Went to my weekly life drawing group at Swansea Print Workshop last night and had a really good session with three drawings that I think I might be able to work up eventually into large monotypes. Towards the end I sat back and just had a bit of a practice with the head, hands and feet, always the problem areas for me. This model has a very striking face which I find hard to draw so it’s good for me to get in a bit of practice. It’s a reasonable likeness. His hands were in a very complex clasp and I’m pleased with the way they’ve turned out. I used a Faber Castell Pitt pen size S into an A3 Bockingford sketchbook.

Today I helped interview artists for the upcoming residencies for the ‘Drawn To Print’ project at the Print Workshop. We had an excellent shortlist and appointed three fabulous artists who base their printmaking practice on fantastic drawing competence. The first one starts in a few weeks and I can’t wait!

Here’s a bit of trivia – Heads Hands and Feet was the name of a British rock band in the early 1970’s.


Flappy Hands!

26 Apr

I carried on with the drawing I started yesterday. I left the hands to the last because they’re HARD! So I spent most of this afternoon twisting my left hand awkwardly in a mirror and trying to draw it with my right. I finally got one I’m reasonably happy with so I’m now ready to transfer it to the drawing. When it comes to hands and feet, there’s no substitute in my opinion for practice and academic study. You just got to grit your teeth and get on with it. And no matter how many years practice you put in, you’ll still get it wrong. I’m absolutely certain that all the greats, Leonardo, Michaelangelo and the rest of the Renaissance painters have loads of ‘wrong’ hands flapping about underneath the final versions 🙂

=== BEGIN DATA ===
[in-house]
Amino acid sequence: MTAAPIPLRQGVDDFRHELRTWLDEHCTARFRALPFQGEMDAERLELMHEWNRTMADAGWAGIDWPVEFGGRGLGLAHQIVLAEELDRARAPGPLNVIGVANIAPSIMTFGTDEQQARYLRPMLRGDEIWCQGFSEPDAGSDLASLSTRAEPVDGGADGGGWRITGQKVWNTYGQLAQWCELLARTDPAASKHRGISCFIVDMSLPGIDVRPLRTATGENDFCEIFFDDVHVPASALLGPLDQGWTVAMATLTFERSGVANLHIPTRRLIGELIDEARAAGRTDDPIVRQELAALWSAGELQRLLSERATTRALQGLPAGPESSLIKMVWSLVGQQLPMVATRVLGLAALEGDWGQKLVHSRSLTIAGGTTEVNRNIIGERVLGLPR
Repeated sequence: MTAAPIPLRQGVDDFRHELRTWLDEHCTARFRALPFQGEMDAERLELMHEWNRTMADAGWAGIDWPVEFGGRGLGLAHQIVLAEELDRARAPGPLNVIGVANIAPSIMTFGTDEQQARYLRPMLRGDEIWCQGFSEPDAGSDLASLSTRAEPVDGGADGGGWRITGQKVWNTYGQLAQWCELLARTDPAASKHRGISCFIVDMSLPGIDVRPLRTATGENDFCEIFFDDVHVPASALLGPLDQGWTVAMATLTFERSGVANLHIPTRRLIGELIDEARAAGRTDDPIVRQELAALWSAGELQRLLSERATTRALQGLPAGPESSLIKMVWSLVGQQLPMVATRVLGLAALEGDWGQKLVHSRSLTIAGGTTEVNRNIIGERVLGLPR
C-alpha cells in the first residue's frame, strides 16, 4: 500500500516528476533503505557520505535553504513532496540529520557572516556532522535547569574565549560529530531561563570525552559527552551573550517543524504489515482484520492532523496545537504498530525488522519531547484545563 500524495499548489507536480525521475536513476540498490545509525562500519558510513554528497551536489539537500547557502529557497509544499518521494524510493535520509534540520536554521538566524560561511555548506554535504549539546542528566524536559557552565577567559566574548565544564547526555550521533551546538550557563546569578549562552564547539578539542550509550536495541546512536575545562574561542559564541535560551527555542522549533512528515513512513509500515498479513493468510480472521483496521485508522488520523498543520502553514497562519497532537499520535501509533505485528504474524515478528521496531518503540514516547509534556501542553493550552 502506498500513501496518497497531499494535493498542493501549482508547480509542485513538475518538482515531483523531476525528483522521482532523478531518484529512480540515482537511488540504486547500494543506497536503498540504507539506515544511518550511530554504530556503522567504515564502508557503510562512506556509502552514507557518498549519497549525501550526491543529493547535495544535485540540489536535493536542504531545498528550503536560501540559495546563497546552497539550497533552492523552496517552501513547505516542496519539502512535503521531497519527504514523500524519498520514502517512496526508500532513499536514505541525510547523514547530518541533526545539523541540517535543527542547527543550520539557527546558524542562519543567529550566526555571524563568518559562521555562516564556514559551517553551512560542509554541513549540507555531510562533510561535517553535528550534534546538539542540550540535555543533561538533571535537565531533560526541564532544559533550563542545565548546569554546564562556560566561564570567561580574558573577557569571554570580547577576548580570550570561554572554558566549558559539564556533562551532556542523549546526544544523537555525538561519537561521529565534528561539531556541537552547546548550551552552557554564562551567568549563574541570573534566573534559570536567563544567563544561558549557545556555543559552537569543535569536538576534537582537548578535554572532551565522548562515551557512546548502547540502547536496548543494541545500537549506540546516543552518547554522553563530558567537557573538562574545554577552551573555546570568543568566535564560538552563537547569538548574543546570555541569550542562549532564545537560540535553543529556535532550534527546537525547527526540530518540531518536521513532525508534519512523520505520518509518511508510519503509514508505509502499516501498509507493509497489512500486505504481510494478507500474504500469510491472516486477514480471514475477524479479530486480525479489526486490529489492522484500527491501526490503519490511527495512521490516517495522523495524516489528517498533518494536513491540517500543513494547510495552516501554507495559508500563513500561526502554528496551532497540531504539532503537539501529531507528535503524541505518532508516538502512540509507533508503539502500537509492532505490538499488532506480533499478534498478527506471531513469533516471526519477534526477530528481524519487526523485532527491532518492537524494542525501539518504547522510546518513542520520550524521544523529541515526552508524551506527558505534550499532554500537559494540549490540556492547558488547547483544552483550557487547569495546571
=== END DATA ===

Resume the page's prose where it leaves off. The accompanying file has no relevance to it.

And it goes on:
Drawn in HB pencil into an ‘Artbox’ recycled leather bound A6 sketchbook.

Getting Physical.

25 Apr

Drawing over prepared paper.

Getting this studio, almost a year ago now, has transformed my life. I’ve been so productive, my output has increased dramatically, my work is going in directions I’d never imagined and I’m making enough art to get into exhibitions all over the place. In the past, working from home and fitting my art in around a job, meant that for years I didn’t develop significantly or produce enough work to sell. A lot of people don’t realise that being an artist is being two different things – a manufacturer and a retailer. You have to make the art; then you have to get it out there and sell it. It’s not easy and I’m still in the early stages.

And it’s very physical. Because lots of people do art as a hobby they often make the mistake of thinking that it must be quite nice to sit around all day and potter with a paintbrush, but when you’re working at an easel all day, or at a printing press, you can be on your feet for 6, 7, 8 hours, using shoulder and arm muscles over and over again. They need to be exercised regularly so they don’t seize up. I do some small workouts with little dumbbells, a Wrist Ball and Chinese balls, when I remember, to keep my arms, hands and shoulders fit.